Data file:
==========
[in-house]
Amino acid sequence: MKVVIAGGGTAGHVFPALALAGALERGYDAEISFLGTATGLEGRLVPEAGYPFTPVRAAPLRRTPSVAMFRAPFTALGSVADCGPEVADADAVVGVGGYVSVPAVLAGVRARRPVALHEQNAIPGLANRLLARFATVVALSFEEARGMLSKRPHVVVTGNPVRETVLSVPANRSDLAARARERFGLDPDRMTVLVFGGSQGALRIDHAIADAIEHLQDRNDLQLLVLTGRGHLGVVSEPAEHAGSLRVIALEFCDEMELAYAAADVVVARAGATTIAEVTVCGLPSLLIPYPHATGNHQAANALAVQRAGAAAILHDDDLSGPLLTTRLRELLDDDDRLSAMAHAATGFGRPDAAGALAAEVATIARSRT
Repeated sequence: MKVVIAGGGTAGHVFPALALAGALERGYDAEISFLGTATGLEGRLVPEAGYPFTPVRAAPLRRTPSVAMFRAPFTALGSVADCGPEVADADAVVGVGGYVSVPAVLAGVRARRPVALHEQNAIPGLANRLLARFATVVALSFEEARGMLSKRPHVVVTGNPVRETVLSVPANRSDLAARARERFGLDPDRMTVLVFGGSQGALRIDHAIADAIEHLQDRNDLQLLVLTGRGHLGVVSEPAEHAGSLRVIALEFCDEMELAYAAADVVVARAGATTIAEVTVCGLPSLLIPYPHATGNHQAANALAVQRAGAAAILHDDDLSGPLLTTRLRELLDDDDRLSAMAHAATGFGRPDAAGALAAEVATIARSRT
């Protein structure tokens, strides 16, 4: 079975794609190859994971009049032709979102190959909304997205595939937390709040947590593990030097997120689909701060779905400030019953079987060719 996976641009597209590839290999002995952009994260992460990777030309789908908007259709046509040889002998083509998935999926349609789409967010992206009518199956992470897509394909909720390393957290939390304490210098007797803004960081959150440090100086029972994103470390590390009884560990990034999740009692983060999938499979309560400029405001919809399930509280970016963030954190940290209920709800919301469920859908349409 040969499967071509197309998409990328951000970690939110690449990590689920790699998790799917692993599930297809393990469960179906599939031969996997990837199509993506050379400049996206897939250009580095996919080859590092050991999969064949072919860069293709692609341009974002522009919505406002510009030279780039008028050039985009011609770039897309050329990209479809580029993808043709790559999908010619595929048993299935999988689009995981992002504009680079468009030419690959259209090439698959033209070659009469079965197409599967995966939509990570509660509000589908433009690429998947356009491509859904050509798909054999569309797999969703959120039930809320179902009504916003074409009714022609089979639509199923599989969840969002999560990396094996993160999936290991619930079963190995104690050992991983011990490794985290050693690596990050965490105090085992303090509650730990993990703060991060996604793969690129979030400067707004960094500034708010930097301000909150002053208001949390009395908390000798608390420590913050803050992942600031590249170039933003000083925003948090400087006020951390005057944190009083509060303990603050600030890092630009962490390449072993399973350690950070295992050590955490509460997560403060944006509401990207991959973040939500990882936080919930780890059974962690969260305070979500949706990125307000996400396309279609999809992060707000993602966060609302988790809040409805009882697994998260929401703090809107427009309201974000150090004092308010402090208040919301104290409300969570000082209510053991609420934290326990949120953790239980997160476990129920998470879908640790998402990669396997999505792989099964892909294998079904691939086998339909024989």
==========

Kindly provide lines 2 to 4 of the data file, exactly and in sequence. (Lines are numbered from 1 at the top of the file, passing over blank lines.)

Amino acid sequence: MKVVIAGGGTAGHVFPALALAGALERGYDAEISFLGTATGLEGRLVPEAGYPFTPVRAAPLRRTPSVAMFRAPFTALGSVADCGPEVADADAVVGVGGYVSVPAVLAGVRARRPVALHEQNAIPGLANRLLARFATVVALSFEEARGMLSKRPHVVVTGNPVRETVLSVPANRSDLAARARERFGLDPDRMTVLVFGGSQGALRIDHAIADAIEHLQDRNDLQLLVLTGRGHLGVVSEPAEHAGSLRVIALEFCDEMELAYAAADVVVARAGATTIAEVTVCGLPSLLIPYPHATGNHQAANALAVQRAGAAAILHDDDLSGPLLTTRLRELLDDDDRLSAMAHAATGFGRPDAAGALAAEVATIARSRT
Repeated sequence: MKVVIAGGGTAGHVFPALALAGALERGYDAEISFLGTATGLEGRLVPEAGYPFTPVRAAPLRRTPSVAMFRAPFTALGSVADCGPEVADADAVVGVGGYVSVPAVLAGVRARRPVALHEQNAIPGLANRLLARFATVVALSFEEARGMLSKRPHVVVTGNPVRETVLSVPANRSDLAARARERFGLDPDRMTVLVFGGSQGALRIDHAIADAIEHLQDRNDLQLLVLTGRGHLGVVSEPAEHAGSLRVIALEFCDEMELAYAAADVVVARAGATTIAEVTVCGLPSLLIPYPHATGNHQAANALAVQRAGAAAILHDDDLSGPLLTTRLRELLDDDDRLSAMAHAATGFGRPDAAGALAAEVATIARSRT
């Protein structure tokens, strides 16, 4: 079975794609190859994971009049032709979102190959909304997205595939937390709040947590593990030097997120689909701060779905400030019953079987060719 996976641009597209590839290999002995952009994260992460990777030309789908908007259709046509040889002998083509998935999926349609789409967010992206009518199956992470897509394909909720390393957290939390304490210098007797803004960081959150440090100086029972994103470390590390009884560990990034999740009692983060999938499979309560400029405001919809399930509280970016963030954190940290209920709800919301469920859908349409 040969499967071509197309998409990328951000970690939110690449990590689920790699998790799917692993599930297809393990469960179906599939031969996997990837199509993506050379400049996206897939250009580095996919080859590092050991999969064949072919860069293709692609341009974002522009919505406002510009030279780039008028050039985009011609770039897309050329990209479809580029993808043709790559999908010619595929048993299935999988689009995981992002504009680079468009030419690959259209090439698959033209070659009469079965197409599967995966939509990570509660509000589908433009690429998947356009491509859904050509798909054999569309797999969703959120039930809320179902009504916003074409009714022609089979639509199923599989969840969002999560990396094996993160999936290991619930079963190995104690050992991983011990490794985290050693690596990050965490105090085992303090509650730990993990703060991060996604793969690129979030400067707004960094500034708010930097301000909150002053208001949390009395908390000798608390420590913050803050992942600031590249170039933003000083925003948090400087006020951390005057944190009083509060303990603050600030890092630009962490390449072993399973350690950070295992050590955490509460997560403060944006509401990207991959973040939500990882936080919930780890059974962690969260305070979500949706990125307000996400396309279609999809992060707000993602966060609302988790809040409805009882697994998260929401703090809107427009309201974000150090004092308010402090208040919301104290409300969570000082209510053991609420934290326990949120953790239980997160476990129920998470879908640790998402990669396997999505792989099964892909294998079904691939086998339909024989």